- Her hairdresser? | - Yes, sir.
Well! This is getting interesting.
Now you won't do | anything against me?
On the contrary. | I'm delighted to meet you.
- We must see a lot of each other. | - Yes.
We -We have mutual interests.
- We, uh -We must exchange ideas. | - Yes, of course.
- We -We must become friends. | - Oh, yes.
But there. What am I saying?
- We are friends! | - Yes, of course we are!
- Friends. | - Armand.
I want you to meet | a very great friend of mine.
- How do you do? | - How do you do?
Who is he?
- You don't know who he is? | - No.
He is her hairdresser...
And I -
I am his very best friend.
Allow me to introduce myself. | My name is Count Rudolph Farriere.
I'm delighted to meet you. | My name is, uh -
Just call me Paul.
Just call him Paul.
# Here's a lucky devil | and I surely envy him #
# For his store | of inside information #
# He is in his glory | when a lady wants a trim #
#Work to me is like a recreation #
# Oh, boy, what an occupation #
#Why waste away your youth #
# Searching for the naked truth #
#Why attend a college | Get your knowledge #
#Trimmin' the women #
Ha! | #Who needs a lot of Greek #
#To caress a lady's cheek #
# Couldn't you contrive it | while in private #
#Trimmin' the women #
# Now, if you care for beauties #
# Be a beauty specialist #
# He caresses ladies' tresses #
#And they never resist #
# But why ply another trade #
# Barbers pet and yet get paid #
#You could make a sort of | indoor sport of #
#Trimmin' the women #
Come here.
#Why try to figure out #
#What this world is all about #
# Never mind the great books | Fill your date books #
#Trimmin' the women #
# Shy guys and those who feel #
#That they have no sex appeal #
# Get a lot of chances | for romances #
#Trimmin' the women #
# No hairdresser ever #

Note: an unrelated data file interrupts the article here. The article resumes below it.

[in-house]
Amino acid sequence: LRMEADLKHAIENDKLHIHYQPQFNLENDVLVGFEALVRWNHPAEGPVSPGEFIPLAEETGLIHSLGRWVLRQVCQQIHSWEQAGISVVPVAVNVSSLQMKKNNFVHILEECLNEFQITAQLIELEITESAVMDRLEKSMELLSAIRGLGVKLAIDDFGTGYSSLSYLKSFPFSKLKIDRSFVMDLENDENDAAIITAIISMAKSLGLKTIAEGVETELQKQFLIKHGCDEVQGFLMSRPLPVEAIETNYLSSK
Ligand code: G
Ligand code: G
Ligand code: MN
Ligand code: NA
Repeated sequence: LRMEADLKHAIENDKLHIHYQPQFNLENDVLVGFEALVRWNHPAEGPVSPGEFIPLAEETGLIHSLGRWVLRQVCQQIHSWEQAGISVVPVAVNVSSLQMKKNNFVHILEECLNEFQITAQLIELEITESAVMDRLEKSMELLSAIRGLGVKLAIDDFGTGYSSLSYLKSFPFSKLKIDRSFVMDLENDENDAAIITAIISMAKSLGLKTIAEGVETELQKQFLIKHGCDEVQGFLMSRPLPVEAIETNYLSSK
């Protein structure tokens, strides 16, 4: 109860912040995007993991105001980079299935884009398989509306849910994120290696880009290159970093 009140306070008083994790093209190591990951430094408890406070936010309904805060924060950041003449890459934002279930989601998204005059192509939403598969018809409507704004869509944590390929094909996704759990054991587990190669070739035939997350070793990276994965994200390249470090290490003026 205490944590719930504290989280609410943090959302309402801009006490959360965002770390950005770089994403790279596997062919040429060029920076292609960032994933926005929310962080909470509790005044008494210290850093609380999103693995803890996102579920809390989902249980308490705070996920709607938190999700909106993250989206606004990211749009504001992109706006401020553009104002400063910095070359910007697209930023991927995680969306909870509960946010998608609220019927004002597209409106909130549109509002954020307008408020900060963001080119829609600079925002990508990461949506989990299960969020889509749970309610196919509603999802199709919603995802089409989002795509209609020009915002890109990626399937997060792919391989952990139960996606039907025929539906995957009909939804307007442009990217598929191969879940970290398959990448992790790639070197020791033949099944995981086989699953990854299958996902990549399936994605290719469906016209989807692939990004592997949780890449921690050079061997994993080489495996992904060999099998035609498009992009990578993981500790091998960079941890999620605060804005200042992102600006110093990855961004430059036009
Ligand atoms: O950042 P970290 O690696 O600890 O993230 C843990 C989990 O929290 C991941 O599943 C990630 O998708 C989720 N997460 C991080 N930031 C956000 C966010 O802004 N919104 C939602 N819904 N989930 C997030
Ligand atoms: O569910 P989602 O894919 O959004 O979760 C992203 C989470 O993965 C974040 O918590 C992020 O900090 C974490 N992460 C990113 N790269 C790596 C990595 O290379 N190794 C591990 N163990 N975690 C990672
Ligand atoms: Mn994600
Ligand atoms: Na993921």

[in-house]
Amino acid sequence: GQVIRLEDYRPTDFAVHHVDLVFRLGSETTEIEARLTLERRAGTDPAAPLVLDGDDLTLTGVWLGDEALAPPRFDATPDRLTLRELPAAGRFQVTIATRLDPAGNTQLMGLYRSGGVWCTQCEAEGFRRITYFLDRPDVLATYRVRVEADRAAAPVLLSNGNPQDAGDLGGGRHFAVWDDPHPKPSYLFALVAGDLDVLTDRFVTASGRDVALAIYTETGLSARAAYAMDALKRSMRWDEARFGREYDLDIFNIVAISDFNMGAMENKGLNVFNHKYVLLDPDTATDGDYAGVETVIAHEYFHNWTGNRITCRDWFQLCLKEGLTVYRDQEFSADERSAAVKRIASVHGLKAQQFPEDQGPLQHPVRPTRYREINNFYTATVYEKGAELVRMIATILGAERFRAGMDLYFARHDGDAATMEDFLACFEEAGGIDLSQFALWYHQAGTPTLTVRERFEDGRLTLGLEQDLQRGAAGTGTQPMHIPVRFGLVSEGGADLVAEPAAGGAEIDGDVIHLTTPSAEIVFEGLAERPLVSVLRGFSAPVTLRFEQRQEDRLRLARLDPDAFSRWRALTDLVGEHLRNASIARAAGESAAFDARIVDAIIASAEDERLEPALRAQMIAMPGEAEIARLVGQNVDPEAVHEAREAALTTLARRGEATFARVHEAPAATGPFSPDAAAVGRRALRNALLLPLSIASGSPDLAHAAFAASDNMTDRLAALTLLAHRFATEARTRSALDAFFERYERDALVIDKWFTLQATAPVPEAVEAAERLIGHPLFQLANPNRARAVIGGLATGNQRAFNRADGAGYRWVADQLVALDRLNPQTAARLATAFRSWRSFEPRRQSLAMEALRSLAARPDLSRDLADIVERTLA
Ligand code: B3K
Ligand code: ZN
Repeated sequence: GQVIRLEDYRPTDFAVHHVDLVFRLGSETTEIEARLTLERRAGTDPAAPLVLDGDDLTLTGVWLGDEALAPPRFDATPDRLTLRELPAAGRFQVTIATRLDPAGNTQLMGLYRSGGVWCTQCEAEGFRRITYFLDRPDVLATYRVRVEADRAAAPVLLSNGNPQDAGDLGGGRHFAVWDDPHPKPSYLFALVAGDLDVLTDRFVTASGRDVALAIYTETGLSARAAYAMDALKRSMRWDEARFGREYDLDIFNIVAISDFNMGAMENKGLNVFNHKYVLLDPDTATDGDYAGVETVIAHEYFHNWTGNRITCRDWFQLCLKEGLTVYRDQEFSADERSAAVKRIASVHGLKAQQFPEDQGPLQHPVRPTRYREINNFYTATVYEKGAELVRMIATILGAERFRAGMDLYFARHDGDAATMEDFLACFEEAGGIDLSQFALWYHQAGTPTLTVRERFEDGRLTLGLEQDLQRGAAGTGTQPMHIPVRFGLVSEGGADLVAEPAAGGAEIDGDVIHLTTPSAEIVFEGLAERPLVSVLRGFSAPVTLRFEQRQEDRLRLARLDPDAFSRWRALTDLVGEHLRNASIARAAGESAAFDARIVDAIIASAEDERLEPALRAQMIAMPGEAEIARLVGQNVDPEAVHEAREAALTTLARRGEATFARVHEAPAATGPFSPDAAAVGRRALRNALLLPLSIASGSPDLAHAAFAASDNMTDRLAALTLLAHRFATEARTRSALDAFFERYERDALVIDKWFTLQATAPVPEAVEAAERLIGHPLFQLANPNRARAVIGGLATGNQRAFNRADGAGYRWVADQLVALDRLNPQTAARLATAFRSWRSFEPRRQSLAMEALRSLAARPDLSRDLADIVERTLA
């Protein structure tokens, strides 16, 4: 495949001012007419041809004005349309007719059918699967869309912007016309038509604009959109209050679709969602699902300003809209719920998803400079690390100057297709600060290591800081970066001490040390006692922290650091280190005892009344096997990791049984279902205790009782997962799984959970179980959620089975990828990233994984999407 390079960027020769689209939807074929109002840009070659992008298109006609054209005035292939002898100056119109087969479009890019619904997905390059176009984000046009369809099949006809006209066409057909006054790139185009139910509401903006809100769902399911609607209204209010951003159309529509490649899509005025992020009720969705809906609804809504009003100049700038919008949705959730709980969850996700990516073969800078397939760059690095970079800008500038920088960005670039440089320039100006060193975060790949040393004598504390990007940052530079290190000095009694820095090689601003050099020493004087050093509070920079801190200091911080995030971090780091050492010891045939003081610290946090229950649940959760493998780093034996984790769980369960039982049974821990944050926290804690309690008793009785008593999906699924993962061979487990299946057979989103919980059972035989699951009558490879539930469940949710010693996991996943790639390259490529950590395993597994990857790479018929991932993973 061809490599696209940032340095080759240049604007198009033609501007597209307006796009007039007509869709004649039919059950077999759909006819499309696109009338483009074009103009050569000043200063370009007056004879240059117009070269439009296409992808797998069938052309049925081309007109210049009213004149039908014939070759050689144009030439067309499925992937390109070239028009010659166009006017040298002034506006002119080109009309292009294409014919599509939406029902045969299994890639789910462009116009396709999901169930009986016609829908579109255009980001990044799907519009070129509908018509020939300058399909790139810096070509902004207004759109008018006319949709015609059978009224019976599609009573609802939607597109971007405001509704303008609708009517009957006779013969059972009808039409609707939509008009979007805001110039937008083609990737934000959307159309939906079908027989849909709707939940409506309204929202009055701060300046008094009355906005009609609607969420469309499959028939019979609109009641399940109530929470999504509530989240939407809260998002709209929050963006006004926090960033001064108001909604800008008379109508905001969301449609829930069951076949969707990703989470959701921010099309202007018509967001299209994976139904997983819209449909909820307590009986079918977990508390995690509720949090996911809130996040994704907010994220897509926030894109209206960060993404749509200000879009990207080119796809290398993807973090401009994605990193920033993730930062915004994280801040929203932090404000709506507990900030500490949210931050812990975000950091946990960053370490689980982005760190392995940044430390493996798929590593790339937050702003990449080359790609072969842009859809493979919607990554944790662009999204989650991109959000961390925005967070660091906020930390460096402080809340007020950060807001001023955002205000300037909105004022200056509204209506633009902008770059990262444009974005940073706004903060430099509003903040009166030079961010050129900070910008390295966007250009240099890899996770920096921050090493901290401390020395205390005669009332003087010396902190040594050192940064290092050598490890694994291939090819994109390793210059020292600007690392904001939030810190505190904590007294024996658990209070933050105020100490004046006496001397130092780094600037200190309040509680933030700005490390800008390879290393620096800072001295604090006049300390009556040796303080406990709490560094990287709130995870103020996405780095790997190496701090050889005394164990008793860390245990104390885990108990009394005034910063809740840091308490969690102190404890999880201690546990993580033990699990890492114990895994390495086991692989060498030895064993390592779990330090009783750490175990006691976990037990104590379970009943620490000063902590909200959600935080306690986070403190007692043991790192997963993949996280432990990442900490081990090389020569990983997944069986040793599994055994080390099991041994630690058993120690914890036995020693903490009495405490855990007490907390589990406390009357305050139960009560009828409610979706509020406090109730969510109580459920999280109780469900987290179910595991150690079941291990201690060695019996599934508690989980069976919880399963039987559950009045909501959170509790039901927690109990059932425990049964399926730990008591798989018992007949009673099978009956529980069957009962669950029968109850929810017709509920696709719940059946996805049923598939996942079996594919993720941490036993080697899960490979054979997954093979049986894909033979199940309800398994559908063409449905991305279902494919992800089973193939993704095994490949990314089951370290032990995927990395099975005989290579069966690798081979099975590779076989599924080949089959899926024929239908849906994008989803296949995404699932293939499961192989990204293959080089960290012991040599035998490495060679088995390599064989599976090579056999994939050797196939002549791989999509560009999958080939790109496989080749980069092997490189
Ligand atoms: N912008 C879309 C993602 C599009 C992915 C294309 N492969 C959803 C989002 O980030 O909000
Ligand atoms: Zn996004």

# Has to lead a double life #
# Now, he can pet a cute brunette #
#And still be true to his wife #
# But why sigh and yearn so much #
# For the skin you love to touch #
# Satisfy the craving | finger-waving #
#Trimmin' the women ##
I've just heard a puzzle!
It's a hot one.
She jumps on the train. | She comes from the wedding.
The husband is not with her. | She is not dressed.
She has no ticket. | She doesn't know where she wants to go.
And she goes to Monte Carlo!
How old is the hus -
- Oh, you are the new hairdresser? | - Brand-new, mademoiselle.
You may come in.
Try and keep me out.
I hope the countess will like you.
Paul has told me everything about her. | I know exactly what to do.
That isn't what counts. The thing for you | to know is what you mustn't do.
Don't ever try to tell her stories. | Don't mention gambling.
Don't talk about money in any way. | In fact, don't talk at all.
I understand.
And remember, | the countess is very strict about this -
never flirt with chambermaids.
- I never do. | - Quite right.
But to avoid any future misunderstandings -
I am not a chambermaid.
Still, I - | I never do.
Now I will announce you to the countess.
Bring her in. | I am ready.
How do you do?
- How long have you been a hairdresser? | - Oh, a long time, madame.
I have served many, many ladies.
- Where did you work? | - At home.
I mean, uh, the - the ladies | always came to my house.
Oh, yes. Yes, of course. Yes.
- Uh, naturally, there'll be no more of that. | - I realize that.
You are in my employ now | and you will devote yourself entirely to me.
Only to you, Countess.
- And I hope it will not be a job for a day. | - That depends entirely upon you.
Then I'm sure it will be at least, uh - | a week.